OCSE Fact Sheet
Increase the reliability of child support paid by parents when they live apart from their children by:
- Locating parents
- Establishing legal fatherhood (paternity)
- Establishing and enforcing fair support orders
- Increasing health care coverage for children
- Removing barriers to payment, such as referring parents to employment services, supporting healthy co-parenting relationships, supporting responsible fatherhood, and helping to prevent and reduce family violence
The federal Office of Child Support Enforcement partners with federal, state, tribal, and local governments and others to promote parental responsibility so that children receive reliable support from both of their parents as they grow to adulthood.
How it is Administered
OCSE helps child support agencies in the states and tribes develop, manage, and operate their programs effectively and according to federal law.
- Financially support child support program operations
- Provide grants for state Access and Visitation programs
- Provide policy guidance and technical help
- Conduct audits and educational programs
- Support research and provide grants for program improvement
- Operate the Federal Parent Locator Service and the National Directory of New Hires
- Work with states to provide limited enforcement services, such as federal tax refund intercepts and passport denials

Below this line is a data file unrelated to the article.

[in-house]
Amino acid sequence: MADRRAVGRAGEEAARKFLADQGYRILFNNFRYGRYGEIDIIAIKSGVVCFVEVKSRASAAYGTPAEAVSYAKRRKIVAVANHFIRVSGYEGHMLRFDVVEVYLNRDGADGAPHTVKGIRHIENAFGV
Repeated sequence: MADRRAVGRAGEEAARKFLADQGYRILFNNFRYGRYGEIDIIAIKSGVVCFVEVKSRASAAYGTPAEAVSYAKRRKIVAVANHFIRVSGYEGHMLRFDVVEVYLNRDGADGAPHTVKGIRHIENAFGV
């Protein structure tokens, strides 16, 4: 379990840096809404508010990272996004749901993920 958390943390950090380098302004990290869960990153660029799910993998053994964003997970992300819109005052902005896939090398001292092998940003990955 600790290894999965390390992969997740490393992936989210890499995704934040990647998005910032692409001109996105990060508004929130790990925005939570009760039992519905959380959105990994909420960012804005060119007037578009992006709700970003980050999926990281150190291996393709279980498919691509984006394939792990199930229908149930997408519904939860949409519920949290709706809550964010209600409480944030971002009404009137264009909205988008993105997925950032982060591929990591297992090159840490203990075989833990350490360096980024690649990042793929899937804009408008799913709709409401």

- Work with employers and other private and public partners
- Help with intergovernmental child support cases
The child support program annually measures and reports its progress toward achieving the following goals:
- All children have established parentage.
- All children in child support cases have appropriate support orders.
- All children in child support cases receive timely and consistent financial support from parents as ordered.
- All children in child support cases will receive payments on overdue support.
- The child support program will be efficient and responsive in its operations.
Brief History of the Program
The child support program was established in 1975.
Reason it was Formed
Congress began the child support program to reimburse benefits paid by the government’s welfare programs. Congress changed the program in 1996 as part of the new welfare reform laws to expand the role of technology and ensure children receive more of the support paid by their parents. Today, the child support program has emerged as a family support program providing significant income for vulnerable families.
Amount of People Served
In fiscal year 2014, the child support program served 16.3 million* children and families.
FY 2010: 17.5 million
FY 2011: 17.3 million
FY 2012: 17.2 million
FY 2013: 16.9 million
FY 2014: 16.3 million*
*FY 2014 preliminary data
Fiscal Year Budgets
Child support program funding:
FY 2010: $4.3 billion
FY 2011: $4.0 billion
FY 2012: $3.9 billion
FY 2013: $3.9 billion
FY 2014: $4.0 billion*
*FY 2014 preliminary data
Office of Child Support Enforcement
Administration for Children & Families
330 C Street, S.W., Washington, DC 20201
Main Email Address